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Rules, rules and more rules. How too many unnecessary rules kills engagement

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Have you got a job that has you so committed you jump out of bed faster than a runaway train for the daily commute to the office?

Not likely, according to a recent Gallup Poll that disturbingly revealed only 14 per cent of Australians are truly engaged in their work. A staggering 71 per cent said they were not engaged and a further 15 per cent admitted to being actively disengaged – with our detached ways estimated to cost Australian business in excess of $50 billion each year.

Ask the experts to account for such troublingly low levels of engagement and they will point to a silent but deadly productivity killer: the blemished belief among beleaguered bosses that workers are machines who can be engineered and controlled by a raft of rules.  

Some workplace rules are ‘must haves’ – that’s not in question. Others are frustrating but perhaps worth having. And then there are rules that simply should not exist – and there’s no shortage of fabulously farcical examples.

Take, for example, the barbaric bathroom breaks rule, which caps the number and duration of visits allowed each shift (it is hard to understand why would you stop someone going to the bathroom); the strict dress code that forbids beards in the workplace (even though everyone knows that nothing helps worker’s productivity than beard stroking); and the career-killing command requiring employees to serve a minimum of six months before promotion (you have to ask what is magical about six months).

And perhaps even more frustrating is the draconian dictate that prohibits employees from using frequent flyer points accrued through company travel, the callous command that restricts the number and size of personal items you have on your desk, the suffocating stipulation that disallows smoking immediately before entering the office and arguably the most oppressive of all – the silencing statute that requires personal mobile phones to be powered down during work times.  

And while those puerile and pedantic rules that govern the stationery cupboard portray workers as a collection of crooks, the killer of all moronic mandates in our workplace – the customer is always right – is just plain wrong.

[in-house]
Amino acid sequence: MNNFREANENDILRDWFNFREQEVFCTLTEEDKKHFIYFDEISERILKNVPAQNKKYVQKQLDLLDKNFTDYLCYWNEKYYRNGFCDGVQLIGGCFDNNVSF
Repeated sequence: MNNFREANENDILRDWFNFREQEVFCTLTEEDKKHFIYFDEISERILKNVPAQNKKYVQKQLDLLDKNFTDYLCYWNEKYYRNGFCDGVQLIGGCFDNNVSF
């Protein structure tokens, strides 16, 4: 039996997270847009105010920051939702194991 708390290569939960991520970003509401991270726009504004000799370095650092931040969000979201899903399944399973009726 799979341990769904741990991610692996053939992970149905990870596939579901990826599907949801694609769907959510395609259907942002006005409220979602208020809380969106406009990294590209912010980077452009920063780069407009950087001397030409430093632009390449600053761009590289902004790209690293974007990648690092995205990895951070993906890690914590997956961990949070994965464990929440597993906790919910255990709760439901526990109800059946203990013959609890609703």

The bottom line is the practice of imposing nit-picking workplace rules that employees consider unnecessary or over the top that thwarts employee engagement and causes resentment.  

Such rules leave workers feeling their employer does not trust them to use best judgement and that their bosses have low expectations of them.

Rule-driven workplace cultures take away people’s freedom to choose, which not only impacts their motivation but reduces their sense of responsibility.

More often than not the most distasteful decrees are put in place to respond to the behaviour of a single employee who has crossed the line – and that is where the bosses blow it.   

Adding insult to injury is the fact many bosses put in place needless rules and regulations and then fail to abide by their own directives.

Engagement is neither about employee happiness nor satisfaction. It is about whether employees are tuned in to work to the point they will push themselves to give their very best, even when not supervised.

So here is a rule for making the right rules. The key for bosses is to strike a delicate balance between having enough rules to ensure a well-run workplace but not too many for employees to get their backs up.  

At the end of the day, an over-regulated work environment will always crush creativity, minimise motivation and end engagement – as opposed to having the right rules that people believe in and which impact positively on the quality of workplace life.

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